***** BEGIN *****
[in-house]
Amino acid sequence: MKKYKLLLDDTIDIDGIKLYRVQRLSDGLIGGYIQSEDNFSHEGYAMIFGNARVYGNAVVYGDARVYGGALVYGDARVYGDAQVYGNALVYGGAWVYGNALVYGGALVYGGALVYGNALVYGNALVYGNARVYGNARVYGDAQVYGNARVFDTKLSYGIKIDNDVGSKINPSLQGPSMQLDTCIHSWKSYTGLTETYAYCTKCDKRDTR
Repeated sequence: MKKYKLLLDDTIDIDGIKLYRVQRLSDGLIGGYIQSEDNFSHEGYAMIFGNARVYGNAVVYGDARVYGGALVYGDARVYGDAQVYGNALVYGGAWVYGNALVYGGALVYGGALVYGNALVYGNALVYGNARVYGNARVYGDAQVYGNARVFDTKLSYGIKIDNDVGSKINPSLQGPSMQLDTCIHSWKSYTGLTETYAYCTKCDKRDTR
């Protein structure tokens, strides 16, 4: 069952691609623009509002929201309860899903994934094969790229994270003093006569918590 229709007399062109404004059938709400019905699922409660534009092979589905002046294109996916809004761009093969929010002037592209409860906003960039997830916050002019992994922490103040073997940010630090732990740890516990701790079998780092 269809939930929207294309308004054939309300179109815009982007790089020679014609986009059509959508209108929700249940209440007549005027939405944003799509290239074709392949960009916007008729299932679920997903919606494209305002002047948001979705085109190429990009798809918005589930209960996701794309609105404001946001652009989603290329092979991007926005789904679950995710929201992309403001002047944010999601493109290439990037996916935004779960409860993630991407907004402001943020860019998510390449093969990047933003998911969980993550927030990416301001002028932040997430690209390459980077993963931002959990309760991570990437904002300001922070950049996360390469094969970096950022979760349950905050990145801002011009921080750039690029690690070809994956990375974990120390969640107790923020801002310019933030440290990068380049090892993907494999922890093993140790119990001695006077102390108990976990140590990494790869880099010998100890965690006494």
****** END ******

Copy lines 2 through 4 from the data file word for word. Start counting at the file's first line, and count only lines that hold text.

Amino acid sequence: MKKYKLLLDDTIDIDGIKLYRVQRLSDGLIGGYIQSEDNFSHEGYAMIFGNARVYGNAVVYGDARVYGGALVYGDARVYGDAQVYGNALVYGGAWVYGNALVYGGALVYGGALVYGNALVYGNALVYGNARVYGNARVYGDAQVYGNARVFDTKLSYGIKIDNDVGSKINPSLQGPSMQLDTCIHSWKSYTGLTETYAYCTKCDKRDTR
Repeated sequence: MKKYKLLLDDTIDIDGIKLYRVQRLSDGLIGGYIQSEDNFSHEGYAMIFGNARVYGNAVVYGDARVYGGALVYGDARVYGDAQVYGNALVYGGAWVYGNALVYGGALVYGGALVYGNALVYGNALVYGNARVYGNARVYGDAQVYGNARVFDTKLSYGIKIDNDVGSKINPSLQGPSMQLDTCIHSWKSYTGLTETYAYCTKCDKRDTR
């Protein structure tokens, strides 16, 4: 069952691609623009509002929201309860899903994934094969790229994270003093006569918590 229709007399062109404004059938709400019905699922409660534009092979589905002046294109996916809004761009093969929010002037592209409860906003960039997830916050002019992994922490103040073997940010630090732990740890516990701790079998780092 269809939930929207294309308004054939309300179109815009982007790089020679014609986009059509959508209108929700249940209440007549005027939405944003799509290239074709392949960009916007008729299932679920997903919606494209305002002047948001979705085109190429990009798809918005589930209960996701794309609105404001946001652009989603290329092979991007926005789904679950995710929201992309403001002047944010999601493109290439990037996916935004779960409860993630991407907004402001943020860019998510390449093969990047933003998911969980993550927030990416301001002028932040997430690209390459980077993963931002959990309760991570990437904002300001922070950049996360390469094969970096950022979760349950905050990145801002011009921080750039690029690690070809994956990375974990120390969640107790923020801002310019933030440290990068380049090892993907494999922890093993140790119990001695006077102390108990976990140590990494790869880099010998100890965690006494």